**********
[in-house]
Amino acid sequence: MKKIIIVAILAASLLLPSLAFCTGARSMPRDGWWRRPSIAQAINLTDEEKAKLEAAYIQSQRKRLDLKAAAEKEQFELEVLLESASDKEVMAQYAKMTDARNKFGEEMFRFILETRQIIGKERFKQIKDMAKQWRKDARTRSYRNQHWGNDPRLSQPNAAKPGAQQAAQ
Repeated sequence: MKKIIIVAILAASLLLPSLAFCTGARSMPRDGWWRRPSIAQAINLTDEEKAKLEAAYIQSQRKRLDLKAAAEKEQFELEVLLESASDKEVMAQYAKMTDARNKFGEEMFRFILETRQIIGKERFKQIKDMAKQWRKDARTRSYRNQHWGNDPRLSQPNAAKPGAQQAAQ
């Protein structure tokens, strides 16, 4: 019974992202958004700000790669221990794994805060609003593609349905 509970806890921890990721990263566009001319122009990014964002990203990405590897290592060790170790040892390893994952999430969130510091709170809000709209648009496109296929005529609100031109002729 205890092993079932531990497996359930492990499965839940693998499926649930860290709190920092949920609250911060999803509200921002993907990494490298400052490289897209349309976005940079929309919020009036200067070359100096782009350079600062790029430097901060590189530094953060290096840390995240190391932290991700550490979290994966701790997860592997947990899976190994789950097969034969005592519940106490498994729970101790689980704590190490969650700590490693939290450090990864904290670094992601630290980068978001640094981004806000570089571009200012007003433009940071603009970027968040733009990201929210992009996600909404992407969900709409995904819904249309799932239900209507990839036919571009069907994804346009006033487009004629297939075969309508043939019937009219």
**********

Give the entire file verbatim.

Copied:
[in-house]
Amino acid sequence: MKKIIIVAILAASLLLPSLAFCTGARSMPRDGWWRRPSIAQAINLTDEEKAKLEAAYIQSQRKRLDLKAAAEKEQFELEVLLESASDKEVMAQYAKMTDARNKFGEEMFRFILETRQIIGKERFKQIKDMAKQWRKDARTRSYRNQHWGNDPRLSQPNAAKPGAQQAAQ
Repeated sequence: MKKIIIVAILAASLLLPSLAFCTGARSMPRDGWWRRPSIAQAINLTDEEKAKLEAAYIQSQRKRLDLKAAAEKEQFELEVLLESASDKEVMAQYAKMTDARNKFGEEMFRFILETRQIIGKERFKQIKDMAKQWRKDARTRSYRNQHWGNDPRLSQPNAAKPGAQQAAQ
């Protein structure tokens, strides 16, 4: 019974992202958004700000790669221990794994805060609003593609349905 509970806890921890990721990263566009001319122009990014964002990203990405590897290592060790170790040892390893994952999430969130510091709170809000709209648009496109296929005529609100031109002729 205890092993079932531990497996359930492990499965839940693998499926649930860290709190920092949920609250911060999803509200921002993907990494490298400052490289897209349309976005940079929309919020009036200067070359100096782009350079600062790029430097901060590189530094953060290096840390995240190391932290991700550490979290994966701790997860592997947990899976190994789950097969034969005592519940106490498994729970101790689980704590190490969650700590490693939290450090990864904290670094992601630290980068978001640094981004806000570089571009200012007003433009940071603009970027968040733009990201929210992009996600909404992407969900709409995904819904249309799932239900209507990839036919571009069907994804346009006033487009004629297939075969309508043939019937009219």